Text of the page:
If the figures from the National Insurance Institute released on Sunday are to be believed, about 200,000 Israeli households, or one in 10, employed a cleaner in 2017.
However, that assumes that the family is paying NII (social security) benefits, and people in the household help sector estimate that only about half do that. The NII, which collected 90 million shekels ($16.7 million) in payments, declined to give its own estimate.
But in any case, the amount it takes in every year hasn’t changed in the last few years, even as Israel’s population has grown and the economy and consumer spending have risen sharply.
As it turns out, Tel Aviv is the city that never sweeps; someone else does it. Some 23,900 Tel Aviv households paid 15 million to the NII last year for cleaners, the biggest for any city, and families paid the most per hour for cleaning. The expensive suburbs of Kfar Saba, Ramat Hasharon and Herzilya employed a combined 23,400 cleaners and paid the NII 13.3 million shekels.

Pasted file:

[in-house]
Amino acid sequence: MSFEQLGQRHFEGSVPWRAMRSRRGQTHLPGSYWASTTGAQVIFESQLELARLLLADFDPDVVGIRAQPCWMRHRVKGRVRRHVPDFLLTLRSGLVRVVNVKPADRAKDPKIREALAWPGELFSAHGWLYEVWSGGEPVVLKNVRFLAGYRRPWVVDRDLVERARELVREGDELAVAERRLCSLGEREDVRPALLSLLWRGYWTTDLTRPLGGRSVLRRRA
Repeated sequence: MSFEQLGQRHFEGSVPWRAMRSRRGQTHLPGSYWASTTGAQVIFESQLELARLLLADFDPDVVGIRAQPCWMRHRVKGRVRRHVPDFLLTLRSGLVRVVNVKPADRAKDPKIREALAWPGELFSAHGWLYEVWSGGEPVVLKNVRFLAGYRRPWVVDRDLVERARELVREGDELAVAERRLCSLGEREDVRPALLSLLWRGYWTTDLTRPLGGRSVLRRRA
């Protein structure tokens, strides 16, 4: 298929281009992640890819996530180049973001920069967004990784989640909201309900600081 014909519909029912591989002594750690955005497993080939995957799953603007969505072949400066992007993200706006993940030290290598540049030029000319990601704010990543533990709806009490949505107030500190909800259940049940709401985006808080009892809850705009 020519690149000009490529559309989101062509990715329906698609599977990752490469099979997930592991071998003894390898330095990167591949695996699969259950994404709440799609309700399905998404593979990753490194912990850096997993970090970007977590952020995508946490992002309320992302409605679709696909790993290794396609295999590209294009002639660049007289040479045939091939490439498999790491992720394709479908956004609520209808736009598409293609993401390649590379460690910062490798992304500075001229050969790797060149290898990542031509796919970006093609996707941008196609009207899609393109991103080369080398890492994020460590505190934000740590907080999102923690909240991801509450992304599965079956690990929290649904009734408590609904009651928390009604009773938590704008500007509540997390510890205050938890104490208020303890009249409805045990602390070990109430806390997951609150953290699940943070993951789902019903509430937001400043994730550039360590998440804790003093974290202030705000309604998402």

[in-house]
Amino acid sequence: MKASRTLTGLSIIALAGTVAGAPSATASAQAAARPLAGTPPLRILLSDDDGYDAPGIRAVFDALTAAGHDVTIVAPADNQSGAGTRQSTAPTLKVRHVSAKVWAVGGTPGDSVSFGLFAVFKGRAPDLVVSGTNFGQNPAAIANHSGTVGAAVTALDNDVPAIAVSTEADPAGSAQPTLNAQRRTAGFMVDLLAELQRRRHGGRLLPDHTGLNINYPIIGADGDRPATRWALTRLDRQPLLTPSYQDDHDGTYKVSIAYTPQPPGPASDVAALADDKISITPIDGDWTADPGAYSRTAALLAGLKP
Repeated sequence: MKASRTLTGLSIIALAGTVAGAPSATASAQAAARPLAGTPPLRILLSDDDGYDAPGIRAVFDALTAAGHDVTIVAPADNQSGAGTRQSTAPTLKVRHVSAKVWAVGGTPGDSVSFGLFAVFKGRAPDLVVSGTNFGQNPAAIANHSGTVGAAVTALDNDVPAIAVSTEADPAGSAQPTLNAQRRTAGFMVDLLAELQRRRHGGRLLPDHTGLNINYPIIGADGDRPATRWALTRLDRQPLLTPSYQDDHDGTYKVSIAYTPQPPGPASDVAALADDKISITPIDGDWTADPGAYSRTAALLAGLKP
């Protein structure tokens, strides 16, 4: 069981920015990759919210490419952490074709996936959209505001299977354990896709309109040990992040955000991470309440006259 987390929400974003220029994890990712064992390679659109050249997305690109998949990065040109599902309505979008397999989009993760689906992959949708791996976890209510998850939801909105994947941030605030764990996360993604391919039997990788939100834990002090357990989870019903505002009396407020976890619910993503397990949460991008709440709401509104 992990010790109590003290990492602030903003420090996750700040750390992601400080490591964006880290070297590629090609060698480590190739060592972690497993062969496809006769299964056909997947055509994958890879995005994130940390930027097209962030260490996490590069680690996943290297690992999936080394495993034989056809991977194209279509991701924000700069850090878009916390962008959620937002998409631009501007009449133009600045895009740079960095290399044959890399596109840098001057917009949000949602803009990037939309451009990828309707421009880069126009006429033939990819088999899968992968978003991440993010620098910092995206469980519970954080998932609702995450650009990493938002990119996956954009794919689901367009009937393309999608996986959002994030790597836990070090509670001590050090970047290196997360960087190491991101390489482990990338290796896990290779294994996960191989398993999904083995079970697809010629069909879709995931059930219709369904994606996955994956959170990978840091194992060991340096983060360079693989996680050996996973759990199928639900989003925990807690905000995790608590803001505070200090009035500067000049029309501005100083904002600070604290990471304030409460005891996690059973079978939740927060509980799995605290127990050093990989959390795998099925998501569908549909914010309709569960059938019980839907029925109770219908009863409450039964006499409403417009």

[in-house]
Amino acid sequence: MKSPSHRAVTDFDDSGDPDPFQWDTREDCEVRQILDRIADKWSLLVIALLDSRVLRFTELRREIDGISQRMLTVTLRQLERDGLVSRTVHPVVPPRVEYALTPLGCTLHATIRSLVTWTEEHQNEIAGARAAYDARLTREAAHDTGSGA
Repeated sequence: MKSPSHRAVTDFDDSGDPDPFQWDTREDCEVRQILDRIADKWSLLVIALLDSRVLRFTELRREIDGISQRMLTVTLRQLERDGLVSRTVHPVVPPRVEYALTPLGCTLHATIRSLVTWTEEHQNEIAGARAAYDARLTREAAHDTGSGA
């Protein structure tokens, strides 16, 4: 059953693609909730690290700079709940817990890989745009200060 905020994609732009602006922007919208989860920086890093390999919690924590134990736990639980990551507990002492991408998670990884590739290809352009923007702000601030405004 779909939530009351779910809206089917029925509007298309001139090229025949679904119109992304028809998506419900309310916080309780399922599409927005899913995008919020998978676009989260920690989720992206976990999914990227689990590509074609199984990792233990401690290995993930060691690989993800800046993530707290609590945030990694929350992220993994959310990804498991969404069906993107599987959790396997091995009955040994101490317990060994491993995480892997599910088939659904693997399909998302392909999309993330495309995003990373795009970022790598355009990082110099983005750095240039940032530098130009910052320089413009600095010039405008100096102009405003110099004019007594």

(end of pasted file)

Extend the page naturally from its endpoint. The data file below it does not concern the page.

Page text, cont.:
Not making NII payments saves money but the employers risk being liable for compensation to household help who get injured on the job. Many workers prefer not to report their pay to the authorities, too.
In recent years, some well-known personalities have been caught illegally employing foreign workers as domestic help, among them former prime minister Ehud Barak and his wife Nili Preil, and former attorney general Yehuda Weinstein. That ended in big fines. However, there have been no cases of people being fined for failing to make NII payments for household help, although that is also a violation of the law.
To try to encourage families to make the payments, the NII had eased the process by no longer requiring those paying to name or provide any other identification of the worker. More recently it has resumed the requirement.
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